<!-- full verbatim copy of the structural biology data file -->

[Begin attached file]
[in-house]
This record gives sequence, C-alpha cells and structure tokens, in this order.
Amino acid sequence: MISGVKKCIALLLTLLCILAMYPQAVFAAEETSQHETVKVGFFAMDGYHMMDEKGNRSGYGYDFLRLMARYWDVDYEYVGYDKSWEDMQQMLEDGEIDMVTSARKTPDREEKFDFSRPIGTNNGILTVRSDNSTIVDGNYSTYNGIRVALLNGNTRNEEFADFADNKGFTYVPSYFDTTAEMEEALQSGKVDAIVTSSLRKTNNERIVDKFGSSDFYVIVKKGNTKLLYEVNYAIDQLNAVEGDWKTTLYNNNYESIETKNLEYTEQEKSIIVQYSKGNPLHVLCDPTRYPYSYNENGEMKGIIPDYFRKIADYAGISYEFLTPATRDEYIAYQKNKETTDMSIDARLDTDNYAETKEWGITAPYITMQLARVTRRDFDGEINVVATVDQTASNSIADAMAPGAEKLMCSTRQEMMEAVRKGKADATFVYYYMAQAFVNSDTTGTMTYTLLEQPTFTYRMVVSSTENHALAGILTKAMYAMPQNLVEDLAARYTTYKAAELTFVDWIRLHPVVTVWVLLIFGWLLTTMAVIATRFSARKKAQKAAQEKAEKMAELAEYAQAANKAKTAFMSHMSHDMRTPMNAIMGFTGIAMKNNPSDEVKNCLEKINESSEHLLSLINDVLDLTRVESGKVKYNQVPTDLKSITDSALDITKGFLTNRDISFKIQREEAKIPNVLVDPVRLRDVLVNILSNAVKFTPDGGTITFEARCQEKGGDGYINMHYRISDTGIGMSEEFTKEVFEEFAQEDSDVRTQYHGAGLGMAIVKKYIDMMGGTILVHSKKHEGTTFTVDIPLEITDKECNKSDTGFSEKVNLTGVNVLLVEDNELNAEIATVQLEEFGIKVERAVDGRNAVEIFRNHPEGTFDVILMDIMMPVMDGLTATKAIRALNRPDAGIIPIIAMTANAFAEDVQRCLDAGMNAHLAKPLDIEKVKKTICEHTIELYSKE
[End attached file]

[in-house]
This record gives sequence, C-alpha cells and structure tokens, in this order.
Amino acid sequence: MISGVKKCIALLLTLLCILAMYPQAVFAAEETSQHETVKVGFFAMDGYHMMDEKGNRSGYGYDFLRLMARYWDVDYEYVGYDKSWEDMQQMLEDGEIDMVTSARKTPDREEKFDFSRPIGTNNGILTVRSDNSTIVDGNYSTYNGIRVALLNGNTRNEEFADFADNKGFTYVPSYFDTTAEMEEALQSGKVDAIVTSSLRKTNNERIVDKFGSSDFYVIVKKGNTKLLYEVNYAIDQLNAVEGDWKTTLYNNNYESIETKNLEYTEQEKSIIVQYSKGNPLHVLCDPTRYPYSYNENGEMKGIIPDYFRKIADYAGISYEFLTPATRDEYIAYQKNKETTDMSIDARLDTDNYAETKEWGITAPYITMQLARVTRRDFDGEINVVATVDQTASNSIADAMAPGAEKLMCSTRQEMMEAVRKGKADATFVYYYMAQAFVNSDTTGTMTYTLLEQPTFTYRMVVSSTENHALAGILTKAMYAMPQNLVEDLAARYTTYKAAELTFVDWIRLHPVVTVWVLLIFGWLLTTMAVIATRFSARKKAQKAAQEKAEKMAELAEYAQAANKAKTAFMSHMSHDMRTPMNAIMGFTGIAMKNNPSDEVKNCLEKINESSEHLLSLINDVLDLTRVESGKVKYNQVPTDLKSITDSALDITKGFLTNRDISFKIQREEAKIPNVLVDPVRLRDVLVNILSNAVKFTPDGGTITFEARCQEKGGDGYINMHYRISDTGIGMSEEFTKEVFEEFAQEDSDVRTQYHGAGLGMAIVKKYIDMMGGTILVHSKKHEGTTFTVDIPLEITDKECNKSDTGFSEKVNLTGVNVLLVEDNELNAEIATVQLEEFGIKVERAVDGRNAVEIFRNHPEGTFDVILMDIMMPVMDGLTATKAIRALNRPDAGIIPIIAMTANAFAEDVQRCLDAGMNAHLAKPLDIEKVKKTICEHTIELYSKE